Infrastructure providers such as RailTel, Powergrid and Gailtel have also deployed their own fibre networks, but this exists along with the railway and main utility lines, and is not optimised to cover a large number of remote rural areas. Moreover, this network is mostly required for the company’s captive use and is not being leased out for enterprise usage.

The access network can be classified into wireline and wireless. The wireline access network largely comprises copper loops. There are about 40 million copper loops in India, which are primarily owned by BSNL and Mahanagar Telephone Nigam Limited (MTNL).

BSNL has a capacity of 46 million basic telephony lines. However, of these, only 10 million lines are capable of supporting broadband at a speed of less than 1 Mbps. Only 2-3 million lines are capable of servicing more than 2 Mbps speeds. MTNL too has a widespread wireline access network across the Delhi and Mumbai circles.

Among private operators, Bharti Airtel has around 3 million lines. Its entire wireline network is capable of supporting 7-8 Mbps. The operator is in the process of converting its voice-only wireline connections into DSL lines. It has recently launched a service called Falcon 2 for offering broadband services at speeds of 2-8 Mbps. RCOM and Tata Teleservices Limited also have small-scale wireline access networks. The key reason for the lack of adequate wireline access network, which is best suited for higher speeds and superior service quality, is the high cost of right-of-way (RoW).

As far as wireless access is concerned, there has been a widespread adoption of 2G technologies such as GSM/CDMA, but that is primarily for voice. The 3G networks (on UMTS/HSPA/CDMA 2000/ EVDO) deployed recently by some operators are capable of providing throughput of 2 Mbps for stationary customers. However, this would be inadequate for the large-scale deployment of broadband at higher speeds. Also, it will be difficult to provide credible cell-wide broadband coverage using 3G technologies alone. When the customer moves from one cell site to another, it would be difficult to ensure that the connection is sustained at the negotiated broadband speed.

Growth in telecom towers

The exponential wireless subscriber growth witnessed in the country over the latter half of the last decade, coupled with falling tariffs and low ARPUs, prompted operators to share infrastructure to maintain margins and reduce costs. Passive infrastructure sharing, an industry norm today, created new business opportunities and paved the way for the emergence of the tower industry.

Between 2006 and 2011, the industry almost quadrupled in size with the number of towers growing from 85,000 to over 370,000 as of March 2011 and 400,000 as of January 2012. Between March 2006 and March 2011, it witnessed a compound annual growth rate of 44.44 per cent. On a year-on-year basis, the industry registered the highest growth in 2007-08 at over 63 per cent, albeit on a small basis. This high growth rate can be attributed to tower build-outs by the industry to meet the network expansion demands of existing operators and in anticipation of the strong demand for towers by new operators entering the mobile segment.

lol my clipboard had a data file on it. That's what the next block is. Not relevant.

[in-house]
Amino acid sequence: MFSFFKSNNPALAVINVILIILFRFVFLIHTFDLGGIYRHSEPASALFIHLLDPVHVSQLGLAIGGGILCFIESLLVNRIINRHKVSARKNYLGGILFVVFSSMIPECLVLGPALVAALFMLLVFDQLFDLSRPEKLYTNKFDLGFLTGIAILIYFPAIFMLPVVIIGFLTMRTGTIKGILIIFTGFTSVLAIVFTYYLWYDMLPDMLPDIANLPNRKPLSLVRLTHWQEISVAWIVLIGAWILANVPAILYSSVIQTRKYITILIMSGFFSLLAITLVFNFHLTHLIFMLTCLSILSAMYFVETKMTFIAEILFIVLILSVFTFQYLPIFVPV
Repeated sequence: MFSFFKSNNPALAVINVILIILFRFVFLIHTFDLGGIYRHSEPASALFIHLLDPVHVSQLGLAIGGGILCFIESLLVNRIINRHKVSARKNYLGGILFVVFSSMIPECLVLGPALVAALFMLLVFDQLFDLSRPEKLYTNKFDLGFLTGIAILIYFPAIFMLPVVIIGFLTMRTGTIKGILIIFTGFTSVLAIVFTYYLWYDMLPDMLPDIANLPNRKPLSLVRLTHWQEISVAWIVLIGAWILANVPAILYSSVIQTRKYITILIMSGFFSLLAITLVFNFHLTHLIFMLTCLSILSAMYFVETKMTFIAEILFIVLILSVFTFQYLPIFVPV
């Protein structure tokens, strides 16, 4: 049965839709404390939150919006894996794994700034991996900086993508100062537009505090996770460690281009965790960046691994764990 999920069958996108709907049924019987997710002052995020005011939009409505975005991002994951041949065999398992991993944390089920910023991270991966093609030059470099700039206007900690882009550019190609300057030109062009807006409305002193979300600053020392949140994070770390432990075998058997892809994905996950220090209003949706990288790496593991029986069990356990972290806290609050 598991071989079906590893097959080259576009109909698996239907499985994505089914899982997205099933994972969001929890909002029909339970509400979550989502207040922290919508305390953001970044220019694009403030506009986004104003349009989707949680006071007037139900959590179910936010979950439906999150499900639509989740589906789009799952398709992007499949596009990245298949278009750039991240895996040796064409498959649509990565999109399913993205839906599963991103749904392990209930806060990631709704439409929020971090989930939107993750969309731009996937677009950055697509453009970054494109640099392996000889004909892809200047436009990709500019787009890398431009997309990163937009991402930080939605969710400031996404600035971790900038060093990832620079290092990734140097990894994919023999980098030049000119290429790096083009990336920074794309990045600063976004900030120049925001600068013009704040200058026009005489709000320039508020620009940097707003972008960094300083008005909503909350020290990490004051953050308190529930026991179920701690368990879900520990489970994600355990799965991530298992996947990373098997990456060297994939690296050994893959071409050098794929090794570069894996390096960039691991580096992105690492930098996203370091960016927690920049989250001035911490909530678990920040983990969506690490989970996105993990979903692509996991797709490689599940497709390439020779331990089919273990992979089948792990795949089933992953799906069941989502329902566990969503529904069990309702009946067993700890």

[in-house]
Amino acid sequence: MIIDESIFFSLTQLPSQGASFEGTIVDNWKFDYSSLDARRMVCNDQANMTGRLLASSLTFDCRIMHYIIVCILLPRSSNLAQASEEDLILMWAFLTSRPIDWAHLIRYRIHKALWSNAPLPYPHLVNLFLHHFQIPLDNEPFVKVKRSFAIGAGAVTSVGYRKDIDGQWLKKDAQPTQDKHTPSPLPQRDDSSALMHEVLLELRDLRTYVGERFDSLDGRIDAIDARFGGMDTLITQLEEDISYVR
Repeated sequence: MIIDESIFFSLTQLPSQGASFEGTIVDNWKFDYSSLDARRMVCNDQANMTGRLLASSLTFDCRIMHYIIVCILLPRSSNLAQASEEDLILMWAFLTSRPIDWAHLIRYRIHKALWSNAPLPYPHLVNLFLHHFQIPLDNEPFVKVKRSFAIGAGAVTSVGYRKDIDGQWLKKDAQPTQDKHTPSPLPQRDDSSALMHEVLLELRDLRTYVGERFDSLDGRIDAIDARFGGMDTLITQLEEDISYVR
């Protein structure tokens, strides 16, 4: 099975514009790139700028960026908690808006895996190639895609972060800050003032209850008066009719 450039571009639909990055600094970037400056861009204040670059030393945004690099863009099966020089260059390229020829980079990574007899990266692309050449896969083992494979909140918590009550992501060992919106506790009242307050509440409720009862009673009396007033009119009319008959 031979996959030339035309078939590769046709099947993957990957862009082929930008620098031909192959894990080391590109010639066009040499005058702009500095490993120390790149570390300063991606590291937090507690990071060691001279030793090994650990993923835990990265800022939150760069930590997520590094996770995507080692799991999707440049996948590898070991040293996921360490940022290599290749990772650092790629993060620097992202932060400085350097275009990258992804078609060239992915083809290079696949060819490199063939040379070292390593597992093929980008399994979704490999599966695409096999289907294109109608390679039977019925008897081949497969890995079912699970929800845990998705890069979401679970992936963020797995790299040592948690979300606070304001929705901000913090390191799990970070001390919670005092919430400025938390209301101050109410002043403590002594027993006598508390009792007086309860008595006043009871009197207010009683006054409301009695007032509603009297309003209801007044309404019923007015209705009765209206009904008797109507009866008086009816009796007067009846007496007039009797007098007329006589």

Tower industry growth was comparatively low at 16 per cent in 2010-11. This was primarily due to the shift in the industry’s focus from increasing the number of towers to increasing tenancies on the existing towers. Tower companies have scaled down their rollout plans in order to avert an oversupply situation and are not very eager to deploy greenfield towers. Consequently, the upcoming towers are likely to be built primarily due to the demands resulting from new technologies (3G and BWA), but the pace will be slower. The number of towers is expected to go up by an additional 60,000 by September 2014 and the industry is expected to grow by 20-25 per cent during the next five years.

The industry is also moving towards the enhanced use of high capacity multi-tenant towers. In order to reduce costs, it is looking at streamlining tower design and making them lightweight and tubular. Companies are also aiming to downsize older uneconomical towers that cater to only one or two tenants. Increasing tenancies is also beneficial for telecom operators. With each additional operator, the overall power requirement increases by just 20 per cent, thus resulting in large economies of scale.

Rural infrastructure rollout

As per the 2011 census, 61.35 per cent of the population resides in 638,000 villages and the remaining lives in more than 5,100 towns and over 380 urban agglomerations. As of September 2011, only 36 per cent of the rural population has been covered by wireless telecom services. Thus, rural areas present a huge opportunity for operators in terms of growth.